While particularly suited to low-cost nomadic venues, informatic curating was equally embraced by mainstream venues, as demonstrated by Rebecca Gordon Nesbitt’s Continuum001 at Glasgow’s Centre for Contemporary Art (2000) and Virginia Button and Esche’s Intelligence: New British Art 2000, the first Triennial held at Tate Britain. The newly rebranded Tate Britain had the difficult job of winning ‘contemporary’ audiences poached by Bankside’s Tate Modern. Intelligence was clearly drafted in response to the alleged dumbing-down popular in the 1990s yBa and magazine culture, a form of counterintelligence activity allowing artists to re-engage with ‘serious’ research and development. To some extent the exhibition combined irreverent works such as DON’T WORRY 2000, Martin Creed’s high-tech neon sign positioned outside the gallery, with illustrations of networked art that had been overlooked by London-centric accounts of contemporary British Art, such as Douglas Gordon’s List of Names 1990–2000, recounting as many of the people he can recall meeting (just over 3,000 in 2000). Much of the information presented in this sense, is open-ended or ambiguous, just as art audiences had come to expect. Intelligence also imagined reaching out to and interacting with imaginary audiences with all-source analysis works such as Patrick Brill’s Stop it Write Now! 2000, undertaking the community’s covert actions by asking ‘the public’ to invent new slogans for him to paint. The thorny question of the ‘British imaginary’ was raised by Jeremy Deller and Alan Kane’s research into modern folklore, the ethnographic Introduction to Folk Archive 1999 – an installation including ubiquitous Morris dancers, tattoos, a Jimmy Savile scarecrow, flower arrangements by the Women’s Institute, political demonstrations, a pipe-smoking competition at Egremont Crab Fair and ghost train mise-en-scène. In addition to sounding like a dodgy Pet Shop Boys bootleg, the vague ‘information/dialogue’ theme underlying Intelligence helped very little. Certainly, many of the works relied on controlled patterns and intellectual rigor. However the idea that art reaches a higher level by controlling its structure seems to have gone unquestioned. This was an evaluative stance, erroneously implying that only certain types of art are ‘intelligent’, and that mesmeric pleasures for their own sake are undesirable. The idea that British art was shifting towards propositional and taxonomic practices was refuted by the inclusion of yBa sculptors such as Sarah Lucas. Artists who seemed most suited to exhibition seemed equally irreconcilable. Susan Hiller surfed the radio waves to produce Witness 2000, a mixed-media sound installation of interwoven rhythmic patterns in shimmering detail. The mysterious, incantational impression produced by the multi-lingual recordings of UFO sightings suggesting that Hiller was using her anthropological research skills unsystematically, viewing them as techniques to use in an arsenal of expressive tools relating to dreaming, states of reverie, and the uncanny. The intelligence theme, then, was as thorough or all pervasive as the vaporous dry ice in Spill 1999, Graham Gussin’s ethereal film footage of a derelict warehouse. Having said this, Intelligence included some interesting work and was, by no means, a regretful inaugural triennial of British art. Clearly the problem lay with the issue of cultural branding in an increasingly saturated market, Tate Britain having to compete for official custody of ‘New’ British Art not only with Tate Modern, but with Becks Futures and the British Art Show 5. Given the internationalism of relational aesthetics, it was very difficult to combine this with the supposedly ‘Brit’ character of some of the works.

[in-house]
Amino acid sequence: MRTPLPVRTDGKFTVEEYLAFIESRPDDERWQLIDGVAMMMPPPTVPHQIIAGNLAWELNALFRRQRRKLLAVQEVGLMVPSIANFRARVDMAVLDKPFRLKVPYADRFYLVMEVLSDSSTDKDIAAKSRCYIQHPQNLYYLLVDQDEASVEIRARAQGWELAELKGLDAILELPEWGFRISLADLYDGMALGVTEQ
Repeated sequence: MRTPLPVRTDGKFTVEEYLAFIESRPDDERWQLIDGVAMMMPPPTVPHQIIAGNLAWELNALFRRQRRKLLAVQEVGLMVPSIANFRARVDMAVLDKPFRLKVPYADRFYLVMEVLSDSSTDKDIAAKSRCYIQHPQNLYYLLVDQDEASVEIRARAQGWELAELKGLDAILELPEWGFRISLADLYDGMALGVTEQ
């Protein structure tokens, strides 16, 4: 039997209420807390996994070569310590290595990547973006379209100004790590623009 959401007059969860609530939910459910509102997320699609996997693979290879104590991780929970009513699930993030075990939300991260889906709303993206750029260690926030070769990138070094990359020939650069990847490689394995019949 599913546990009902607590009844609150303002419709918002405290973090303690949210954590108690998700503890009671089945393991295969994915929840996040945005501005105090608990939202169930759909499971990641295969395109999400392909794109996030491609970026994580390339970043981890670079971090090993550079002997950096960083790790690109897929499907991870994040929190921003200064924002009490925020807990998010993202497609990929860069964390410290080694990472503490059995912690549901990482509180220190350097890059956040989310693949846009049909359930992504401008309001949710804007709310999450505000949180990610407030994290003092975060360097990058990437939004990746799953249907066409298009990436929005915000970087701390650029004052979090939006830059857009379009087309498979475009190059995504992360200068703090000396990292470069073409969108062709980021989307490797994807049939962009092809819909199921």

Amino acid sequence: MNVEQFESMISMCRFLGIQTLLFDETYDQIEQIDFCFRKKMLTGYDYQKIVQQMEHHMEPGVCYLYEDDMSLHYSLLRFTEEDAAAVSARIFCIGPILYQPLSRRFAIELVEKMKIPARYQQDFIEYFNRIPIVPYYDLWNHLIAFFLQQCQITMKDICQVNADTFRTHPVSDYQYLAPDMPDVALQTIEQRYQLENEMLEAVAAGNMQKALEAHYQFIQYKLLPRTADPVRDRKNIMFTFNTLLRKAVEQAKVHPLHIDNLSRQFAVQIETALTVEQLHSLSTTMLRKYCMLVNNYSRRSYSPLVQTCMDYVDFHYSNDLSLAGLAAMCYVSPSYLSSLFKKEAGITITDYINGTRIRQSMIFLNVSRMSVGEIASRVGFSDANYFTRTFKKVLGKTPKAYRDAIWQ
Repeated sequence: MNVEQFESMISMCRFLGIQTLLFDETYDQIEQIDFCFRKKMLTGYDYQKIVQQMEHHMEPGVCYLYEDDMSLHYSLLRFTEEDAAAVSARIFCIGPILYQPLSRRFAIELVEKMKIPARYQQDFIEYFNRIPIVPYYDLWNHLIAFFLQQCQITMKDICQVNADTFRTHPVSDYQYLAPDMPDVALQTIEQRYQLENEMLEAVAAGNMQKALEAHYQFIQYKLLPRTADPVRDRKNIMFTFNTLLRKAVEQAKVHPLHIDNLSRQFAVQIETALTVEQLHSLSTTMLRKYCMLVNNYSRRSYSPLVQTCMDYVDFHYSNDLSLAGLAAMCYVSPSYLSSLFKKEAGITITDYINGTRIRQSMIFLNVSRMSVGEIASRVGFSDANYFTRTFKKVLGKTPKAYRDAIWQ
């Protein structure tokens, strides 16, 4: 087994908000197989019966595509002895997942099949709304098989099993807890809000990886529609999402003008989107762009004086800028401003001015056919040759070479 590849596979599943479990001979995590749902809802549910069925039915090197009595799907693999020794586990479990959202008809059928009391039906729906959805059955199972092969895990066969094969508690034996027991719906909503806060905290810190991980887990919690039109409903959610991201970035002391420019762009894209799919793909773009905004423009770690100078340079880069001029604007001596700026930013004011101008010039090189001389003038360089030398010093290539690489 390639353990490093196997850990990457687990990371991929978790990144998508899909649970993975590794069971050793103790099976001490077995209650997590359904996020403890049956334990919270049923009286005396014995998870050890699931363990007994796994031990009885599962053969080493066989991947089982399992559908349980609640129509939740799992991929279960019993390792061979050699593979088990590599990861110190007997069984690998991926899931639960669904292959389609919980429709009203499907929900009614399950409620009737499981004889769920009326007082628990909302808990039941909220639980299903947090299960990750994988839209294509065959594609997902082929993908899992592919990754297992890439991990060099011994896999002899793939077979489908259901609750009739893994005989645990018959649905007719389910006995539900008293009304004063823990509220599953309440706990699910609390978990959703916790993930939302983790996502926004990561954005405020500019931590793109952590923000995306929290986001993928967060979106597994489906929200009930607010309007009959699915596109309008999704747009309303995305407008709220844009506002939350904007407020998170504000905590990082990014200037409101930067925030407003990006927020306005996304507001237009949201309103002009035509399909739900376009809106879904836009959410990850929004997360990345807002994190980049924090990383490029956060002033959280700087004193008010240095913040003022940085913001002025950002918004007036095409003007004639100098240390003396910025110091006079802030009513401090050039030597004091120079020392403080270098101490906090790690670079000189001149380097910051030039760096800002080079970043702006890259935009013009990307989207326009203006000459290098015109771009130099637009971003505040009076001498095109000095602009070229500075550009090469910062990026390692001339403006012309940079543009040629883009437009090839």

It has been key to exhibitions of relational art in Britain that they wear their internationalism on their sleeves, and that they show their awareness of their historical roots. Both of these characteristics assume an uncannily close relationship with modernism (internationalist and historicist). They must also be seen as a riposte to the parochialism of yBa, and as a return to curatorial centralism. While the parochialism of yBa may have seemed reactionary, in some senses it stemmed from the lack of resources available to young curators and artists. Turning attention towards the local was empowering to many artists. In contrast, relational art, while it has its roots in artist-led initiatives, quickly became linked to the nomadic curator, a figure who (net)works internationally. This has created an intense disdain in some cultural quarters, rejecting anything that might be read as insular as the Grand High Pooh-Bah of Parochial Autism. A linga franca of issues surrounding communication and the globlised economy has therefore the most often recurring theme of group exhibitions. Notable in this sense are Alex Farquharson’s The Communications Department (Anthony Wilkinson Gallery 2001), Gavin Wade’s STRIKE (Wolverhampton Art Gallery 2002), Rob Tuffnel’s Ill Communication: Advances in Travel and Communication (Dundee Contemporary Arts 2003) and Simon Pope’s touring exhibition Art for Networks (2003). Such exhibitions fit neatly with the themes of major international Biennales such as the 2002 Gwangju Biennale in South Korea, the 2002 Documenta, Ulrich Obrist, Molly Nesbitt and Rirkrit Tiravanija’s Utopia Station Poster Project at the 2003 Venice Biennale, and Ute Meta Bauer’s 2004 Berlin Biennale.